Brian Scaddan, IENG (Incorporated Engineer), MIET (Member of the Institution of Engineering and Technology), is a consultant and an Honorary Member of City and Guilds. He has over 35 years’ experience in Further Education, and is now Director of Brian Scaddan Associates, Engineering Training Consultants, in Waterlooville, Hampshire, England. He is a leading author of books on electrical installation, inspection and testing, including IEE Wiring Regulations: Explained and Illustrated and Electrical Installation Work. Brian also runs PAT training courses for the City & Guilds 2377 exam.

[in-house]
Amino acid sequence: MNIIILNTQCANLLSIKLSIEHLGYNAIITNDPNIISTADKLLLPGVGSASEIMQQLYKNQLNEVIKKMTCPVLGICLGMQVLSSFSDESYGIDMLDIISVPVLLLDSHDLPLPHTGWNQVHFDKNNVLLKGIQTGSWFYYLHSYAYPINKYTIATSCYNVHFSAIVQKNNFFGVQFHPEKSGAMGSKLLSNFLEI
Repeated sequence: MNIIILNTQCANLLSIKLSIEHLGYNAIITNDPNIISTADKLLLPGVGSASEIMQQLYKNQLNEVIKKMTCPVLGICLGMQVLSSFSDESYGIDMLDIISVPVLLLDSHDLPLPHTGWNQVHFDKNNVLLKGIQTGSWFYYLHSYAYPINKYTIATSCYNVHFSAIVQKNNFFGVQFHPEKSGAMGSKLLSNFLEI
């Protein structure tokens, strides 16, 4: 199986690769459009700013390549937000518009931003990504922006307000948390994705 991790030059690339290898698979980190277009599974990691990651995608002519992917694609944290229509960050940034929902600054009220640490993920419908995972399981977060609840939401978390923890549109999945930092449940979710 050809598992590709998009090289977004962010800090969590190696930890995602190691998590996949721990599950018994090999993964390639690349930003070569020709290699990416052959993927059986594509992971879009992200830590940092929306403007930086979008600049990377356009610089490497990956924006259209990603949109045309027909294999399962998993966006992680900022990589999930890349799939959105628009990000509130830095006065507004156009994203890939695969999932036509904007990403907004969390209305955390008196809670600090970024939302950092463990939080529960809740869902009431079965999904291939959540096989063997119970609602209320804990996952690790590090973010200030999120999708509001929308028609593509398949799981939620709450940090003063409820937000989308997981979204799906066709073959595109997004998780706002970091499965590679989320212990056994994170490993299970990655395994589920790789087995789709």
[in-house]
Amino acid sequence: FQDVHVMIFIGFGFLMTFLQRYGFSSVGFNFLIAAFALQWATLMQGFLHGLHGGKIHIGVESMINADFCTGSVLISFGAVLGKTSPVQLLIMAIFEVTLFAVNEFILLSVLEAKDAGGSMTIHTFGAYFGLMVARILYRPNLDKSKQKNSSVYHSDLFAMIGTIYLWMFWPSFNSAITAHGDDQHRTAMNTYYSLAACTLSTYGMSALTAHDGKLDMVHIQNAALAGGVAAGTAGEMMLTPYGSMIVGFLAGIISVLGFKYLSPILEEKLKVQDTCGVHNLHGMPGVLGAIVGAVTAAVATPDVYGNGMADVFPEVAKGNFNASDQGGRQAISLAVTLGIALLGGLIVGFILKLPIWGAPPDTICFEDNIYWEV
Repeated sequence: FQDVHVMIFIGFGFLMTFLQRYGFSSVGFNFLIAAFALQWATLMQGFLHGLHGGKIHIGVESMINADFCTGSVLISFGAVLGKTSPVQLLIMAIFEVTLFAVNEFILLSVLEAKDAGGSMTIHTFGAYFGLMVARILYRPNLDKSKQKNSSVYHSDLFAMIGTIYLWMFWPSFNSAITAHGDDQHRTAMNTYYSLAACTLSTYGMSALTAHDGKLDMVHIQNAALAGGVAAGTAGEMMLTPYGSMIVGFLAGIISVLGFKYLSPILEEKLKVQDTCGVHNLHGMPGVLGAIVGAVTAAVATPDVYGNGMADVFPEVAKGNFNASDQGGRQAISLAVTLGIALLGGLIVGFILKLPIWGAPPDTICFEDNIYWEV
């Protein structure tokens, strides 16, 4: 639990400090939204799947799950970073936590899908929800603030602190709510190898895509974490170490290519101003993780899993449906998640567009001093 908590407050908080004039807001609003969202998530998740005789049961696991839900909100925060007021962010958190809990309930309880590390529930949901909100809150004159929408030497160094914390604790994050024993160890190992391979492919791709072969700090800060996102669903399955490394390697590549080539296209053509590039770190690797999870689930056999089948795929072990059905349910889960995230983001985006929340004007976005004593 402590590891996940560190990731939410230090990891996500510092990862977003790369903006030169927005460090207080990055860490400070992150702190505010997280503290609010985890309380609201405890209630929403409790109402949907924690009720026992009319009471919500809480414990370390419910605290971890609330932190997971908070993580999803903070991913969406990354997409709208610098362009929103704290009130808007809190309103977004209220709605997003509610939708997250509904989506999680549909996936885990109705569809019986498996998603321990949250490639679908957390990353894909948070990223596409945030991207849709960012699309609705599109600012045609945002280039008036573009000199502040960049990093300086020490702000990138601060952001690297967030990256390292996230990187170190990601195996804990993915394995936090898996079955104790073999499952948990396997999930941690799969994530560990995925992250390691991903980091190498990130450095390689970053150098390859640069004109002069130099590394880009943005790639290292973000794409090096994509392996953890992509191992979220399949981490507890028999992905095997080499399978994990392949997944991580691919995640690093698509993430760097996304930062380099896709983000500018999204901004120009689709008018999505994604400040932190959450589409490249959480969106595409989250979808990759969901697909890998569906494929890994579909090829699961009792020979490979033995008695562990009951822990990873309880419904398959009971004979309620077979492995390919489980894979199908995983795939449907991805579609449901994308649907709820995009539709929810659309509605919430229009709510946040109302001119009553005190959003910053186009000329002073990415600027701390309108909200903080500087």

The thin layer of material which covers our planet—rock, clay, chalk or whatever—is what we in the world of electricity refer to as earth. So, why do we need to connect anything to it? After all, it is not as if earth is a good conductor. It might be wise at this stage to investigate potential difference (PD). A PD is exactly what it says it is: a difference in potential (volts). In this way, two conductors having PDs of, say, 20 and 26 V have a PD between them of 26 and 20 V. The original PDs (i.e., 20 and 26 V) are the PDs between 20 V and 0 V and 26 V and 0 V.